Acute sinusitis is defined as symptomatic inflammation of the nasal cavity and paranasal sinuses lasting less than four weeks. The term "acute sinusitis" is preferred to "sinusitis" since inflammation of the sinuses rarely occurs without concurrent inflammation of the nasal mucosa.Approximately 0.5% of all upper respiratory tract infections are complicated by sinusitis; the incidence of acute sinusitis ranges from 15 to 40 episodes per 1000 patients per year, depending on the setting.1,2 It is much more common in adults than it is in children, whose sinuses are not fully developed.
The most common etiology of ARS is a viral infection associated with the common cold. Viral rhinosinusitis is complicated by acute bacterial infection in only 0.5 to 2.0 percent of episodes uncomplicated acute viral rhinosinusitis (AVRS) typically resolves in 7 to 10 days. Acute bacterial rhinosinusitis (ABRS) may also be a self-limited disease. Rarely, patients with untreated bacterial disease may develop serious complications. This topic will address the treatment of acute sinusitis.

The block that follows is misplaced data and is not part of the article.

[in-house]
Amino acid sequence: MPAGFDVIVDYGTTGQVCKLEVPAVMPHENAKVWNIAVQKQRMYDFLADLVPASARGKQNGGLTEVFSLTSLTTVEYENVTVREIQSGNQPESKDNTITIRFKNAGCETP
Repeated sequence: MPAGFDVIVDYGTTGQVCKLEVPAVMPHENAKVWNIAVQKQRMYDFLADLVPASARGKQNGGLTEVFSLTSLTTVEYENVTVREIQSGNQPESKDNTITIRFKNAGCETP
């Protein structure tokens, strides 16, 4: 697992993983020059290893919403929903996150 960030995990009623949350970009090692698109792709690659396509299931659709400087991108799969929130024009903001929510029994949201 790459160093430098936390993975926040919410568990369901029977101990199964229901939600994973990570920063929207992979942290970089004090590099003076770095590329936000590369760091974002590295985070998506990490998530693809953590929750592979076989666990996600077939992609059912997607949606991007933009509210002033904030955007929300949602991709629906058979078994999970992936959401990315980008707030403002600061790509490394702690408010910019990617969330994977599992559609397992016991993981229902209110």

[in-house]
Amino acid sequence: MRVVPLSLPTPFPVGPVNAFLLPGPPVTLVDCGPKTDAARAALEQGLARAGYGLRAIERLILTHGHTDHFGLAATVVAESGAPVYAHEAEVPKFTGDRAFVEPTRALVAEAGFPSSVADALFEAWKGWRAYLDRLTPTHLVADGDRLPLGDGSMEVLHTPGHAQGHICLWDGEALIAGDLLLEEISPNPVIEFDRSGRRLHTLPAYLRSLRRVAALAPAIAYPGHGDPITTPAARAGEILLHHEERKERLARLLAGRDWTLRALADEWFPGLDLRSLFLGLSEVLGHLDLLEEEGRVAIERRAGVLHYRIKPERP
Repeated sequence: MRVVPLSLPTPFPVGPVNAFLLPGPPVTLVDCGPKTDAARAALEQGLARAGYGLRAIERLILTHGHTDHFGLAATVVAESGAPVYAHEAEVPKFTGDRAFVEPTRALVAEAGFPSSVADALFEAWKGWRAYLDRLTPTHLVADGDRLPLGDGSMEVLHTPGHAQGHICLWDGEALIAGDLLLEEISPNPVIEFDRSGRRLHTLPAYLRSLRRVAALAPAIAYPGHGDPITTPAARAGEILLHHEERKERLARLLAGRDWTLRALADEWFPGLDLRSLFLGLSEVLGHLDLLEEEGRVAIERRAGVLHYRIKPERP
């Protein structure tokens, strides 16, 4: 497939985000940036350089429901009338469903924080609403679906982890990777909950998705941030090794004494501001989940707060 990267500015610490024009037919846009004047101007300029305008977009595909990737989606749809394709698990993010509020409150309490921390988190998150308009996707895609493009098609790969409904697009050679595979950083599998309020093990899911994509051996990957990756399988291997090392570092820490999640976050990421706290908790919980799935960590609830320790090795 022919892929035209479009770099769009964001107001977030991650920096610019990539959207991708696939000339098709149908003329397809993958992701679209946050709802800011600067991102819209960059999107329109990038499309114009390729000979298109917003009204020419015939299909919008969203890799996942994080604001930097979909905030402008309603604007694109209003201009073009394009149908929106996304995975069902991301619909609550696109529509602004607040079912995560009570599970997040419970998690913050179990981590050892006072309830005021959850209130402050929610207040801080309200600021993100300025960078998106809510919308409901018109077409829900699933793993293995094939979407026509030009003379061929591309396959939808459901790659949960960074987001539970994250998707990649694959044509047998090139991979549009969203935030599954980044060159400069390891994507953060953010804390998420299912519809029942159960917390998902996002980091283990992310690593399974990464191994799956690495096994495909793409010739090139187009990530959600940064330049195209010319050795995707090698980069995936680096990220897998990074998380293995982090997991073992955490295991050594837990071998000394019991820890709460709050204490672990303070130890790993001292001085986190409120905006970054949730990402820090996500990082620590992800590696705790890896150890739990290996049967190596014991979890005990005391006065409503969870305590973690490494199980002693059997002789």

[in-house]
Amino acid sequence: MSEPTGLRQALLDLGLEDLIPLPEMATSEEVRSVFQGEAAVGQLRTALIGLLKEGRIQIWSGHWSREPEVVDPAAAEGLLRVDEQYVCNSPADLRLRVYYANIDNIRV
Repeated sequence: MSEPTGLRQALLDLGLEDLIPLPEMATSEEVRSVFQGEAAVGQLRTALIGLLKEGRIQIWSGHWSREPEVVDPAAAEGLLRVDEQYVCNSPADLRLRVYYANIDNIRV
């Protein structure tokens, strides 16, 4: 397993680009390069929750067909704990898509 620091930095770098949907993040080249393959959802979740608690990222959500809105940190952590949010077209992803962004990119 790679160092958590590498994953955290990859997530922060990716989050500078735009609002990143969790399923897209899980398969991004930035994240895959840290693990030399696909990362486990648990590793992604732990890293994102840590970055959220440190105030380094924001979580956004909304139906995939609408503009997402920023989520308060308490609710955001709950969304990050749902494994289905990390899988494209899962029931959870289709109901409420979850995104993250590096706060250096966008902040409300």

Symptomatic therapy is indicated for both acute viral rhinosinusitis (AVRS) and acute bacterial rhinosinusitis (ABRS). Analgesics — Analgesics such as non-steroidal anti-inflammatories and acetaminophen are used for pain relief.Saline irrigation — Mechanical irrigation with buffered, physiologic, or hypertonic saline may reduce the need for pain medication and improve overall patient comfort, particularly in patients with frequent sinus infections. The evidence supporting use of saline irrigation is limited, but indicates possible benefits for symptom relief with minor adverse effects, including nasal burning and irritation.